Restoring confidence crucial to US nuclear energy industry

Since the Japanese tsunami triggered the accident at the country's Fukushima Daiichi nuclear power plant, support in the US for nuclear energy has waned.

Since March 11, when the Japanese tsunami triggered the accident at the country's Fukushima Daiichi nuclear power plant, support in the US for nuclear energy has waned, then come back slightly, pollsters have found. However, say experts, the onus is on policymakers and the industry to restore confidence among the public and investors about this often-controversial energy source.

"It was just a matter of communicating as quickly as possible," says Scott Peterson, SVP of communications at the Nuclear Energy Institute. "At 6:30am, as soon as I got the first call, I did a full activation of our center. We staffed 24/7. We were communicating to stakeholders as fast as possible and being as open and transparent as we could."

That communication to policy-makers and investors took the form of using experts in short videos, briefings, and conference calls to educate stakeholders about what was happening. The institute has also testified before Congress three times.

Traffic to the institute's website increased from 88,000 visitors the day prior to the accident in Japan to a high of 8.6 million on March 16, resulting in the need to expand server space. Most traffic came from the US and Canada, followed by Japan, even though the information was in English, says Peterson.

An immediate communications response was critical, but shaping the message in the aftermath is equally important.

"As quickly as possible, the industry must get off the defensive and provide an illustration of what tomorrow's safe nuclear industry looks like," says Joe Farren, GM and leader of the global public practice at Waggener Edstrom Worldwide.

"It has to be a conversation, not a speech," he adds. "The trade group is the best place to start: it has to reach out to scientists and other experts. It can't be the industry saying, 'We're safe.' "

Facing a crisis head-on
Farren says both the aviation and cruise-ship industries have dealt successfully with tragedies by handling them head-on, rapidly, and in a transparent fashion, and that's what the nuclear energy industry needs to do.

"It will require a careful review and assessment on the part of our policymakers and lawmakers," explains John Files, SVP at Powell Tate in Washington, "as well as the nuclear industry, to show they are applying any lessons learned from Japan to American plants."

Post-Fukushima, both the federal Nuclear Regulatory Commission and the Nuclear Energy Institute have been conducting evaluations of the safety of each of the 104 nuclear power reactors producing electricity in the US. Results from the institute were not available at press time.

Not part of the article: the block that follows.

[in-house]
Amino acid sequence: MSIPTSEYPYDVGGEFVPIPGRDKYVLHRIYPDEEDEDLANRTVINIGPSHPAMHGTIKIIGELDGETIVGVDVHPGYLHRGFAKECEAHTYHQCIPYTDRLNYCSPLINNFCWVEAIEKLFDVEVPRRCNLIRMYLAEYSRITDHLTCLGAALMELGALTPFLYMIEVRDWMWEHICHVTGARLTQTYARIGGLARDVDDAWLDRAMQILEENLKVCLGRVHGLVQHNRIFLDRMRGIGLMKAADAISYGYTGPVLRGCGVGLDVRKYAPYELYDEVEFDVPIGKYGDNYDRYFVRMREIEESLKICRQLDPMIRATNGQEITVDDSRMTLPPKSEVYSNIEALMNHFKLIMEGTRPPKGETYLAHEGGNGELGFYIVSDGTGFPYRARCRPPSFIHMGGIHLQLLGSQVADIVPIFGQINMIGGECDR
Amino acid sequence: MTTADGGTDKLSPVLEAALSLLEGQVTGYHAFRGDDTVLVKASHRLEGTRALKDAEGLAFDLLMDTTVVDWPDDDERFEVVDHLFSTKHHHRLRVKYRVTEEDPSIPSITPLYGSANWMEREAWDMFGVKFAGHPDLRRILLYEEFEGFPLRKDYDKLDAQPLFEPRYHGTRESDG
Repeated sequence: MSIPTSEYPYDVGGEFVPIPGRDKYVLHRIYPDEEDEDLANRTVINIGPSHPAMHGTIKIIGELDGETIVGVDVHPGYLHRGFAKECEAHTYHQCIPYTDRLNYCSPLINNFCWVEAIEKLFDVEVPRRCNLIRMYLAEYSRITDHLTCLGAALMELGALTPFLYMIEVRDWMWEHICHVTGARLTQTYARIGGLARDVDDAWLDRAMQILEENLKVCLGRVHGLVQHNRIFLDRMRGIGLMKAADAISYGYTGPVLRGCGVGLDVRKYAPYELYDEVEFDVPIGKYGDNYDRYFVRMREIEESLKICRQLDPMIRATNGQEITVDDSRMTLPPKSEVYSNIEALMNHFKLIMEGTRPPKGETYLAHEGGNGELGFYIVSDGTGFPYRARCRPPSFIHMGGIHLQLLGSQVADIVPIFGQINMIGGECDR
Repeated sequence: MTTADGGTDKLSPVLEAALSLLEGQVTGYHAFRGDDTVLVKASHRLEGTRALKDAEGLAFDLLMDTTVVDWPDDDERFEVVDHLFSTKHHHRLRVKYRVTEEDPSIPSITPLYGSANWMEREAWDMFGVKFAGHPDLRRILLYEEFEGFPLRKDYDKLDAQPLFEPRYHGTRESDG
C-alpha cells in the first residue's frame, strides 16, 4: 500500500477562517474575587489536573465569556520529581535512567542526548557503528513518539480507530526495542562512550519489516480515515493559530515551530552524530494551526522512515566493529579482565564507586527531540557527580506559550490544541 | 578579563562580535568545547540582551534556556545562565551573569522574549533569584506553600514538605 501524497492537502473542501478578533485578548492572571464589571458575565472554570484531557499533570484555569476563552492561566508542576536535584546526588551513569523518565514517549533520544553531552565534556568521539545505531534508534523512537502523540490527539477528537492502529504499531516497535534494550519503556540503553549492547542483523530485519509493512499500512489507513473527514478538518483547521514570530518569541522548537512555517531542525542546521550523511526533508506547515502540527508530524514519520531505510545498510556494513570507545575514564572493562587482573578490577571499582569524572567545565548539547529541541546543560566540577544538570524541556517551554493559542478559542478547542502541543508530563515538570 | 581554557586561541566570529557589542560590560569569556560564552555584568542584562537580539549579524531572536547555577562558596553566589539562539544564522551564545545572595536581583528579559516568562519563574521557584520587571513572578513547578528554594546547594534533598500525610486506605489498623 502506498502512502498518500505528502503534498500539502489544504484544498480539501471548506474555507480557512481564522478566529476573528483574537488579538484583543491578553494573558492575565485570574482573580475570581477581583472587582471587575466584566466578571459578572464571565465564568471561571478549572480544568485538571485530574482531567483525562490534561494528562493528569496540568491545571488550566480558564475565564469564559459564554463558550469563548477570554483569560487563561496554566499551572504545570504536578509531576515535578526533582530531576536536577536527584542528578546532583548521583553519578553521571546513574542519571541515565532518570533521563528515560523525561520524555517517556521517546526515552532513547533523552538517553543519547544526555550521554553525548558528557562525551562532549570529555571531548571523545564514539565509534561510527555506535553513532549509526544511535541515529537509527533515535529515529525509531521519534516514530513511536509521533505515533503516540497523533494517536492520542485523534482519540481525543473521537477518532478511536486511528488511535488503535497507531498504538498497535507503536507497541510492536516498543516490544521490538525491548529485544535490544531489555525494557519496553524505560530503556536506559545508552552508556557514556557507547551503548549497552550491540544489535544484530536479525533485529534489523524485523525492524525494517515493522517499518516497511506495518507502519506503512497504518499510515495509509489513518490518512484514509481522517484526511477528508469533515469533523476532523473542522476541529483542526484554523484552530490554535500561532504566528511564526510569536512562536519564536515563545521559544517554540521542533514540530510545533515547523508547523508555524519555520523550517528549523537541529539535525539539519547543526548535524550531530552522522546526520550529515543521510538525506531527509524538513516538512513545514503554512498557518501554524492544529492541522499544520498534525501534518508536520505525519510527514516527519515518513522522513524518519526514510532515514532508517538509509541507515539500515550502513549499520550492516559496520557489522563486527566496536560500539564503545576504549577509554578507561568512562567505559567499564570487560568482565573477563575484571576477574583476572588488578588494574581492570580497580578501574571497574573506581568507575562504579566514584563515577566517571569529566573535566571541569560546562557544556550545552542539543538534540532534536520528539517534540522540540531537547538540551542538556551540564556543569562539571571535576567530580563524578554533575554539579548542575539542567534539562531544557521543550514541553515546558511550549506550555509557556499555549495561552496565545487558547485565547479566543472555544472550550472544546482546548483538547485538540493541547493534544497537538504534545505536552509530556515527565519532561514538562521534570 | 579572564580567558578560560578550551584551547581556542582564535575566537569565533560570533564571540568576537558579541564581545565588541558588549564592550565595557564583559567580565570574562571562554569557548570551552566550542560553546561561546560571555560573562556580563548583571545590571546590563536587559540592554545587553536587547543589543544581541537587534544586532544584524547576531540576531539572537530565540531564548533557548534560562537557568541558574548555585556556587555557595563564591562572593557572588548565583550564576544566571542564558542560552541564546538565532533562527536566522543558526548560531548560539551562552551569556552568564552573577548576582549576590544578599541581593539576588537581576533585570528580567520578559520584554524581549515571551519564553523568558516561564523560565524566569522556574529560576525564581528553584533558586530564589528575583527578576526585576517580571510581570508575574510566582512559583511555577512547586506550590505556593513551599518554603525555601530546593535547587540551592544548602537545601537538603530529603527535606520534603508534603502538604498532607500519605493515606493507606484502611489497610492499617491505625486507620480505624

The Japan accident happened at a crucial juncture, just as nuclear energy was poised for a comeback in the US, says Michael Schmidt, VP of public affairs at GolinHarris. Building a new nuclear power plant represents a hefty investment of money and time, and the Fukushima situation adds "another layer of doubt" among investors, he says. Nonetheless, Schmidt doesn't think fear about the safety of nuclear plants and setbacks associated with it will be long-lasting.

"If you look at commercial nuclear operations in the US, we have clearly shown we can evaluate accidents here and in other locations and put those lessons in place," says Tim Pettit, a spokesman for Charlotte, NC-based Duke Energy, for which nuclear-generated energy from three plants accounts for 50% of its output. (That is followed by coal at 47%, and then a smattering of other sources, including solar and hydro.)

He adds that the mistakes of 1979's Three Mile Island accident helped the industry institute safer practices. However, the 1986 Chernobyl situation wasn't analogous, explains Pettit, because the plant in Russia was different from the ones used in the US. He notes that it's far too early to extract much knowledge from Japan's experience.

Polling Americans on power plants
In spite of the health threats associated with the Fukushima plant in Japan, more than half of Americans - 58% - still rank nuclear power plants in the US as safe, according to a Gallup poll conducted in late March

A Harris poll also con-ducted in late March reports that 29% of Americans feel nuclear power plants are "very safe," while 34% consider nuclear power plants "somewhat safe."

A Rasmussen Reports poll shows that shortly after the accident, 40% of Americans were in favor of more nuclear power plants being built here.

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